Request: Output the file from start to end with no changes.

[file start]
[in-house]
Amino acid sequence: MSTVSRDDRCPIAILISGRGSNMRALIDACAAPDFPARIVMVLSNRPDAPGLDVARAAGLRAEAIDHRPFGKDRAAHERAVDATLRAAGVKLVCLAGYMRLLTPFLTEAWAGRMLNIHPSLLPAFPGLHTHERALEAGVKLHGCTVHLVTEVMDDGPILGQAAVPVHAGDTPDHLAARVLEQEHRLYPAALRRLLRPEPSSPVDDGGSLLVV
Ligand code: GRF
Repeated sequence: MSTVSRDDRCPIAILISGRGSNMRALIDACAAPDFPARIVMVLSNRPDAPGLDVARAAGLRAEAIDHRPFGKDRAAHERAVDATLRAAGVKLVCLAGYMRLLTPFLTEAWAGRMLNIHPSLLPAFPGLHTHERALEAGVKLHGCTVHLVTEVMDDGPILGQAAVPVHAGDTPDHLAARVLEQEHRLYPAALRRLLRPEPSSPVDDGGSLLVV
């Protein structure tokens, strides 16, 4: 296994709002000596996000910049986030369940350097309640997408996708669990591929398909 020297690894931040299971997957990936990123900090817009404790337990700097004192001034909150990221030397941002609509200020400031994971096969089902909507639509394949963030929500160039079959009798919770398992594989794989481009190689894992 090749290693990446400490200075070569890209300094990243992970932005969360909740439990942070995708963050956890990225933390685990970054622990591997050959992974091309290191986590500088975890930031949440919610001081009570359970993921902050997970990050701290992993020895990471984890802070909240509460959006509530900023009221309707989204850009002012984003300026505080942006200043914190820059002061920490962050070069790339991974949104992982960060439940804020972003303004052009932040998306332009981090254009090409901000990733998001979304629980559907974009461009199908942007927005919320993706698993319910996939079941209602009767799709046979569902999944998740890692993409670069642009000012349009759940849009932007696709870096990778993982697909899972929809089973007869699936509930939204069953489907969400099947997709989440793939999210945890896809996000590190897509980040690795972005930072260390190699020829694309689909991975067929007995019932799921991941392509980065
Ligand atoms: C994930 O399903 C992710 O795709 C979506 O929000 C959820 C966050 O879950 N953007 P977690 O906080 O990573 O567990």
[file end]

[in-house]
Amino acid sequence: MSTVSRDDRCPIAILISGRGSNMRALIDACAAPDFPARIVMVLSNRPDAPGLDVARAAGLRAEAIDHRPFGKDRAAHERAVDATLRAAGVKLVCLAGYMRLLTPFLTEAWAGRMLNIHPSLLPAFPGLHTHERALEAGVKLHGCTVHLVTEVMDDGPILGQAAVPVHAGDTPDHLAARVLEQEHRLYPAALRRLLRPEPSSPVDDGGSLLVV
Ligand code: GRF
Repeated sequence: MSTVSRDDRCPIAILISGRGSNMRALIDACAAPDFPARIVMVLSNRPDAPGLDVARAAGLRAEAIDHRPFGKDRAAHERAVDATLRAAGVKLVCLAGYMRLLTPFLTEAWAGRMLNIHPSLLPAFPGLHTHERALEAGVKLHGCTVHLVTEVMDDGPILGQAAVPVHAGDTPDHLAARVLEQEHRLYPAALRRLLRPEPSSPVDDGGSLLVV
């Protein structure tokens, strides 16, 4: 296994709002000596996000910049986030369940350097309640997408996708669990591929398909 020297690894931040299971997957990936990123900090817009404790337990700097004192001034909150990221030397941002609509200020400031994971096969089902909507639509394949963030929500160039079959009798919770398992594989794989481009190689894992 090749290693990446400490200075070569890209300094990243992970932005969360909740439990942070995708963050956890990225933390685990970054622990591997050959992974091309290191986590500088975890930031949440919610001081009570359970993921902050997970990050701290992993020895990471984890802070909240509460959006509530900023009221309707989204850009002012984003300026505080942006200043914190820059002061920490962050070069790339991974949104992982960060439940804020972003303004052009932040998306332009981090254009090409901000990733998001979304629980559907974009461009199908942007927005919320993706698993319910996939079941209602009767799709046979569902999944998740890692993409670069642009000012349009759940849009932007696709870096990778993982697909899972929809089973007869699936509930939204069953489907969400099947997709989440793939999210945890896809996000590190897509980040690795972005930072260390190699020829694309689909991975067929007995019932799921991941392509980065
Ligand atoms: C994930 O399903 C992710 O795709 C979506 O929000 C959820 C966050 O879950 N953007 P977690 O906080 O990573 O567990």